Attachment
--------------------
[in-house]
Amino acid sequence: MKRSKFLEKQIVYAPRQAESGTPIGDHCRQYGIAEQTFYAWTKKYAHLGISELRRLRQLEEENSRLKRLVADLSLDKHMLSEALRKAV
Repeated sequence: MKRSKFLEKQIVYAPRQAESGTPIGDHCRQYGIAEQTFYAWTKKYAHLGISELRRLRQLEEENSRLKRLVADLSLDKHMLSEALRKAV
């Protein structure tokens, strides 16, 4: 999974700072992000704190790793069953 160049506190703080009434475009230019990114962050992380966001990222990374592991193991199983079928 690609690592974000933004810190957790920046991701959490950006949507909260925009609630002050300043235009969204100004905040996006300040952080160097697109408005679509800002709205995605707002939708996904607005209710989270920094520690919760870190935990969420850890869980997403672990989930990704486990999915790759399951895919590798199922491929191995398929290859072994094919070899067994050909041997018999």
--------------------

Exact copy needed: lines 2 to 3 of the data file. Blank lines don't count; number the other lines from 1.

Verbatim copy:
Amino acid sequence: MKRSKFLEKQIVYAPRQAESGTPIGDHCRQYGIAEQTFYAWTKKYAHLGISELRRLRQLEEENSRLKRLVADLSLDKHMLSEALRKAV
Repeated sequence: MKRSKFLEKQIVYAPRQAESGTPIGDHCRQYGIAEQTFYAWTKKYAHLGISELRRLRQLEEENSRLKRLVADLSLDKHMLSEALRKAV